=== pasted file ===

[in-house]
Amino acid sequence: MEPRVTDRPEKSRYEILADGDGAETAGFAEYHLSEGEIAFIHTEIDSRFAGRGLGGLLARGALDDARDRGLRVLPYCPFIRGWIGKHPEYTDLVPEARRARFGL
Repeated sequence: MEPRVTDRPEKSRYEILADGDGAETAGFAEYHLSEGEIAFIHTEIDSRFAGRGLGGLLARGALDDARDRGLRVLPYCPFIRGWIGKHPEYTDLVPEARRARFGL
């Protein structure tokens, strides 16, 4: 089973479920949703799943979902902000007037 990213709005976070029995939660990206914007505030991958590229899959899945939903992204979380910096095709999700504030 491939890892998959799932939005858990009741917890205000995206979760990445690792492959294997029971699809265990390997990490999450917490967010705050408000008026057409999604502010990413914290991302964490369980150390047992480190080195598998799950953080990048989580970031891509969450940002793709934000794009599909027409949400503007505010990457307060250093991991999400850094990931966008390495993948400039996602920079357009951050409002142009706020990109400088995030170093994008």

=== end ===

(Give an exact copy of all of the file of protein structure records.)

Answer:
[in-house]
Amino acid sequence: MEPRVTDRPEKSRYEILADGDGAETAGFAEYHLSEGEIAFIHTEIDSRFAGRGLGGLLARGALDDARDRGLRVLPYCPFIRGWIGKHPEYTDLVPEARRARFGL
Repeated sequence: MEPRVTDRPEKSRYEILADGDGAETAGFAEYHLSEGEIAFIHTEIDSRFAGRGLGGLLARGALDDARDRGLRVLPYCPFIRGWIGKHPEYTDLVPEARRARFGL
């Protein structure tokens, strides 16, 4: 089973479920949703799943979902902000007037 990213709005976070029995939660990206914007505030991958590229899959899945939903992204979380910096095709999700504030 491939890892998959799932939005858990009741917890205000995206979760990445690792492959294997029971699809265990390997990490999450917490967010705050408000008026057409999604502010990413914290991302964490369980150390047992480190080195598998799950953080990048989580970031891509969450940002793709934000794009599909027409949400503007505010990457307060250093991991999400850094990931966008390495993948400039996602920079357009951050409002142009706020990109400088995030170093994008």